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Florida sales tax revenue falls 31 percent in May as coronavirus shuttered economy

The collections reflect sales in April, when Florida imposed a statewide stay-at-home order.

TALLAHASSEE — Florida’s sales tax revenue fell 31.7 percent below projections in May, state economists announced Friday as Gov. Ron DeSantis prepares to make deep cuts to the state budget for the next fiscal year.

Collections were $695.4 million below their estimates, made in January, before COVID-19 sent the state’s tourism-driven economy into a tailspin. All sectors of the economy besides building-related industries were hurt, state economists wrote.

Because sales taxes are collected the month after the sales take place, the revenue reflects the state’s economy in April, when DeSantis imposed a statewide stay-at-home order. Sales taxes are the biggest source of dollars for the state’s general revenue fund, which goes to schools, state agencies and other programs.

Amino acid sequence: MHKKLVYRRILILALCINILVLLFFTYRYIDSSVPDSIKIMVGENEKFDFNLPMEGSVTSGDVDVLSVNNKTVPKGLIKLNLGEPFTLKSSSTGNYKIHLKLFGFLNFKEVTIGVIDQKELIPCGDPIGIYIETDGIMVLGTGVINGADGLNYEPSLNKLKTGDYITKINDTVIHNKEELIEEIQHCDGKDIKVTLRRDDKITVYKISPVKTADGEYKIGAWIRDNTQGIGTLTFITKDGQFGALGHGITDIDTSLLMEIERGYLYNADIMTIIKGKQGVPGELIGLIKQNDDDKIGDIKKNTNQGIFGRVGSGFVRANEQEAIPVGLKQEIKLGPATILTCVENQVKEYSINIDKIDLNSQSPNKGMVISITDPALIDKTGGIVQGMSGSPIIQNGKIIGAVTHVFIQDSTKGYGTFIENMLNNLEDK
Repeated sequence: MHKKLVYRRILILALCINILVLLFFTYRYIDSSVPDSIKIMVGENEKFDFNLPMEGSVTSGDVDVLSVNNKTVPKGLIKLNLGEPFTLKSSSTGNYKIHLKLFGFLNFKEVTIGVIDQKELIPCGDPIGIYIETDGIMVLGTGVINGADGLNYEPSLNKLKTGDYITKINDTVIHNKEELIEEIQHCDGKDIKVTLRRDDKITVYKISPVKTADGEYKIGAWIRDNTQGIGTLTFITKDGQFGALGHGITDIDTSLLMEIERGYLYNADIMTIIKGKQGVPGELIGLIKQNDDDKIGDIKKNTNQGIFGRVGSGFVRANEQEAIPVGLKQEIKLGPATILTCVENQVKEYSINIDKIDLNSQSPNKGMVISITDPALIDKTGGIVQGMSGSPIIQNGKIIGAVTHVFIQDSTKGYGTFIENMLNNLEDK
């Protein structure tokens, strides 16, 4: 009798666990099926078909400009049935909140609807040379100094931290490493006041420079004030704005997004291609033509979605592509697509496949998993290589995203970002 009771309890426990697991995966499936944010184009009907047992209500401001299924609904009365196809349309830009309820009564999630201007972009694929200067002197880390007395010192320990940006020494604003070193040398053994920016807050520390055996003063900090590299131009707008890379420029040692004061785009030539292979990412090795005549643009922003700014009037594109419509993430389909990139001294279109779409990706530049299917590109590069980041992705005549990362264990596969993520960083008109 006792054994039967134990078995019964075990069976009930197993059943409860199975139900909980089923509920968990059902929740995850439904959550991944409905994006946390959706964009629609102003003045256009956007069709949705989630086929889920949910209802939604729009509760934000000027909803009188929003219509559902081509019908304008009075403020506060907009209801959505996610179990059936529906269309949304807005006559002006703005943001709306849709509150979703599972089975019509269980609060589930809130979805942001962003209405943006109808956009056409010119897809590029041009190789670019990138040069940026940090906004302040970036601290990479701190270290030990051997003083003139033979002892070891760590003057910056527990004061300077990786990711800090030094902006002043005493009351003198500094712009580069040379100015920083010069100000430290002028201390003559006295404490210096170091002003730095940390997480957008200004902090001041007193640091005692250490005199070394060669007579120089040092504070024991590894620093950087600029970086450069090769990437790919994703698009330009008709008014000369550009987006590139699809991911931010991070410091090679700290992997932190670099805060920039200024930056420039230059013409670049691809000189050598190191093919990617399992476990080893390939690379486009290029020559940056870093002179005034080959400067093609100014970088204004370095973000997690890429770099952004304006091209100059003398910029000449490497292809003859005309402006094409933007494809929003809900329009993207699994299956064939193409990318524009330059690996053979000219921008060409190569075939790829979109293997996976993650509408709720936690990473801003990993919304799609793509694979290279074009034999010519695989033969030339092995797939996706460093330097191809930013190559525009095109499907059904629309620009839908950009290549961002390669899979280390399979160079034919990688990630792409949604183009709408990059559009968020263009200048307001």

Overall revenue collection was down $779.6 million for May, and the state is short $1.45 billion for the current year, a hole the state is plugging with CARES Act money and other federal dollars, Senate President Bill Galvano, R-Bradenton, wrote in a letter to lawmakers on Friday.

Related: Florida’s budget hole keeps growing. Where are legislators?

DeSantis is preparing to make big cuts to the state’s $93.2 billion budget for the next fiscal year, which begins July 1. State lawmakers passed the budget in March, as the state started to see its first cases of COVID-19.

Galvano noted that revenue collections from April — which reflected activity in March — was down even more, $878.1 million short of the estimate.

“No question that this is still a significant loss, but it is encouraging that hopefully the worst impacts to revenues are behind us as reopening continues,” Galvano wrote.

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